It is my priority to continue that growth. Trade is a cornerstone of our economic recovery. I will work to make sure the United States develops strong and fair trade partnerships around the world that adhere to rigorous environmental, labor and safety standards.

In the past, the United States has too often allowed our trade partners to ignore these standards, and I believe that is a significant reason why we are running an unsustainable $700 billion annual trade deficit.

Let me state further that when U.S. goods and services containing intellectual property arrive in world markets, they should benefit from basic safeguards similar to those they enjoy at home.

The cost of counterfeiting and piracy to your companies and to our nation is billions of dollars in losses and hundreds of thousands of American jobs.

The recent revelation that an illegal copy of the upcoming movie “Wolverine” had been posted on the Internet prior to its theatrical release underscores the problem the industry faces.

I’ve seen examples of this sort of piracy on the streets of China during my many visits there each year. I’ve walked past the stands of counterfeited movies.

Our ability to trade in a rules-based system around the world is critical to your success and our economic success as a nation. And as a former prosecutor, I believe in the full and impartial enforcement of the law.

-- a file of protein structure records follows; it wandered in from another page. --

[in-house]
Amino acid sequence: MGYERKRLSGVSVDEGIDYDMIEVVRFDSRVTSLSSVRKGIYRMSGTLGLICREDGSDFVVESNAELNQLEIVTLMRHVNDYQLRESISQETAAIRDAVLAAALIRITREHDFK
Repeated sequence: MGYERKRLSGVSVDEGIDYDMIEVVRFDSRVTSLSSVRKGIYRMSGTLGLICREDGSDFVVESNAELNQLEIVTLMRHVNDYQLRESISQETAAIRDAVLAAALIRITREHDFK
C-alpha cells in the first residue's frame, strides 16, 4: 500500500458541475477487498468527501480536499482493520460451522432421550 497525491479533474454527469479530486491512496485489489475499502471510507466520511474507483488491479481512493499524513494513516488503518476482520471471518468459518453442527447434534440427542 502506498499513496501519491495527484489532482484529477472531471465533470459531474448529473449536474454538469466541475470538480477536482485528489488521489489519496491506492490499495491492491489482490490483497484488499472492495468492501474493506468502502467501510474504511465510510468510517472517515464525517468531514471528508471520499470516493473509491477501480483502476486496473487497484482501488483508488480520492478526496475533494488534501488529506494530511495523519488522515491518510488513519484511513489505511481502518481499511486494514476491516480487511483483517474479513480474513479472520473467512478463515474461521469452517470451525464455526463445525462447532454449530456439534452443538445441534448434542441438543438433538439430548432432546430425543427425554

The Obama administration is well aware of the impact of counterfeiting and piracy on our industries and workers, and we’re working to combat it.

At the Commerce Department, among other strategies:

  • We’ve placed IP attaches in strategic markets around the world, including China, India and Brazil.
  • We have a Web site ( to provide updates and links to Executive Branch IPR programs. The site also allows businesses to file complaints about IPR-related trade problems, which are answered by a trade specialist from our International Trade Administration.
  • We established the 1-866-999-HALT hotline answered by Patent and Trademark IPR experts, who work to help businesses secure and enforce their IP rights through international treaties.
  • We’ve created a range of tools to help U.S. businesses, especially small and medium sized firms, identify, register and protect their intellectual property at home and abroad.

I understand the extent of the problem and the need to challenge it on several fronts. I’ve seen it in Asia, first hand.

That’s why we need to work together—government and industry—to build international coalitions with like-minded foreign governments and film industries.

Efforts to effectively address the problem of IP theft will require collaboration among government and industries across borders.

By working cooperatively, we can ensure that the United States remains the leading producer of entertainment.

And, importantly, we also can ensure that we remain a leader in developing cutting-edge solutions to the growing problem of Internet piracy. I will pledge to you today that the Commerce Department will be a partner for you in devising ways to improve the security of your products.

I want to thank you again for the contributions the film and television industries are making to the American economy and American jobs.

And I look forward to working with you to address the critical issues you face both in the United States and around the world.

Thank you.